sleeping-childIn some cases a non-custodial parent will be limited to daytime parenting time only and will not be given overnight parenting time with a child. This is the exception and not the rule.

There are a couple of fairly common situations where it is appropriate to deny a non-custodial parent overnight parenting time. First is when a child is very young and the non-custodial parent may not be able to care suitably for the child overnight. Dealing with a crying infant or toddler in the middle of the night is beyond the skill set of some very young parents or some adults who are new parents who have had no experience with newborns or infants. These are very limited situations. Time and experience generally will remedy these situations quite quickly. Many times grandparents are available as a resource to help new and inexperienced parents make the transition into overnight periods of parenting time.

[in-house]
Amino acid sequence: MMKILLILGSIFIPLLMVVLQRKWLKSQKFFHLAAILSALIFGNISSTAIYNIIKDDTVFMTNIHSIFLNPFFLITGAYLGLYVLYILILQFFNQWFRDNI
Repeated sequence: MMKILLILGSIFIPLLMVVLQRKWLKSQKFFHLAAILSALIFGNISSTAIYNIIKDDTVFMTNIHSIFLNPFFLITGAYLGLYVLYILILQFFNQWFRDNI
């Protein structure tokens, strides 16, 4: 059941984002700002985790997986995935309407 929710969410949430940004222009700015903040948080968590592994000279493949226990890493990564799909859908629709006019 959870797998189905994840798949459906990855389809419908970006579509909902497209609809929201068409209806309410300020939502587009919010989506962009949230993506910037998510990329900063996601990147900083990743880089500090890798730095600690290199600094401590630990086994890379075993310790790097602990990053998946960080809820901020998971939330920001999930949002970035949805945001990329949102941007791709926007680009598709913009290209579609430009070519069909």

The other situation where it is appropriate to deny a non-custodial parent overnight parenting time is when that parent does not have appropriate sleeping accommodations for the child. This is more an issue with older children, who need a measure of privacy and their own bedroom. This becomes an issue when children start to reach puberty. Younger children can share a room with a parent. They also can use the parent’s bed and the parent can bunk on the couch for the night. This works for alternating weekends.

These sleeping accommodation issues obviously are situational and can be addressed in such a manner as to make overnight visitation appropriate. Sometimes they are very short lived as recently separated parents find suitable new housing with appropriate bedrooms and sleeping accommodations for their children.

These exceptions aside, a typical parenting schedule, as a matter of course, probably should and will include some overnight parenting time for the non-custodial parent.